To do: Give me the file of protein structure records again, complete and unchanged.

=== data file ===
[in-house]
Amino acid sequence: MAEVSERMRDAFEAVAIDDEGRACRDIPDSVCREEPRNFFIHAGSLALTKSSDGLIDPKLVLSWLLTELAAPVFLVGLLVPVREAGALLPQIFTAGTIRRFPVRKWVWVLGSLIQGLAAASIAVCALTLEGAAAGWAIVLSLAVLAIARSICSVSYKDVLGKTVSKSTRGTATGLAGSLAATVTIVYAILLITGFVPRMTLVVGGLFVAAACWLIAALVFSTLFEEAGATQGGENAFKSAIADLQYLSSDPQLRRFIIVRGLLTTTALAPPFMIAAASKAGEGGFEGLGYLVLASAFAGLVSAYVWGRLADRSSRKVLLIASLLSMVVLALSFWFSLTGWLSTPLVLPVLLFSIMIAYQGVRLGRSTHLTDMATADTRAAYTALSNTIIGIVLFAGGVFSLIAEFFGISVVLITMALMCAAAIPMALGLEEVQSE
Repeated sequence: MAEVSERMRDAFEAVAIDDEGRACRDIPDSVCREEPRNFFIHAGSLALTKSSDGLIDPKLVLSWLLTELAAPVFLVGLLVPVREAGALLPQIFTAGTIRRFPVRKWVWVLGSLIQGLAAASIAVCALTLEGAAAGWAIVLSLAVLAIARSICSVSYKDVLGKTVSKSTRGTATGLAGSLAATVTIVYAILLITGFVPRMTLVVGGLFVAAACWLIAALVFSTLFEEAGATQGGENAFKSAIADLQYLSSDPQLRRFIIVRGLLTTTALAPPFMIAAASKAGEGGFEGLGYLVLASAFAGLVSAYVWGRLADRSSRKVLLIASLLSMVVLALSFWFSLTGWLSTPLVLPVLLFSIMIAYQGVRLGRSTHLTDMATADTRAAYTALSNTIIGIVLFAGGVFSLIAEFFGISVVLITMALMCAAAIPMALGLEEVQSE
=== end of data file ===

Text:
[in-house]
Amino acid sequence: MAEVSERMRDAFEAVAIDDEGRACRDIPDSVCREEPRNFFIHAGSLALTKSSDGLIDPKLVLSWLLTELAAPVFLVGLLVPVREAGALLPQIFTAGTIRRFPVRKWVWVLGSLIQGLAAASIAVCALTLEGAAAGWAIVLSLAVLAIARSICSVSYKDVLGKTVSKSTRGTATGLAGSLAATVTIVYAILLITGFVPRMTLVVGGLFVAAACWLIAALVFSTLFEEAGATQGGENAFKSAIADLQYLSSDPQLRRFIIVRGLLTTTALAPPFMIAAASKAGEGGFEGLGYLVLASAFAGLVSAYVWGRLADRSSRKVLLIASLLSMVVLALSFWFSLTGWLSTPLVLPVLLFSIMIAYQGVRLGRSTHLTDMATADTRAAYTALSNTIIGIVLFAGGVFSLIAEFFGISVVLITMALMCAAAIPMALGLEEVQSE
Repeated sequence: MAEVSERMRDAFEAVAIDDEGRACRDIPDSVCREEPRNFFIHAGSLALTKSSDGLIDPKLVLSWLLTELAAPVFLVGLLVPVREAGALLPQIFTAGTIRRFPVRKWVWVLGSLIQGLAAASIAVCALTLEGAAAGWAIVLSLAVLAIARSICSVSYKDVLGKTVSKSTRGTATGLAGSLAATVTIVYAILLITGFVPRMTLVVGGLFVAAACWLIAALVFSTLFEEAGATQGGENAFKSAIADLQYLSSDPQLRRFIIVRGLLTTTALAPPFMIAAASKAGEGGFEGLGYLVLASAFAGLVSAYVWGRLADRSSRKVLLIASLLSMVVLALSFWFSLTGWLSTPLVLPVLLFSIMIAYQGVRLGRSTHLTDMATADTRAAYTALSNTIIGIVLFAGGVFSLIAEFFGISVVLITMALMCAAAIPMALGLEEVQSE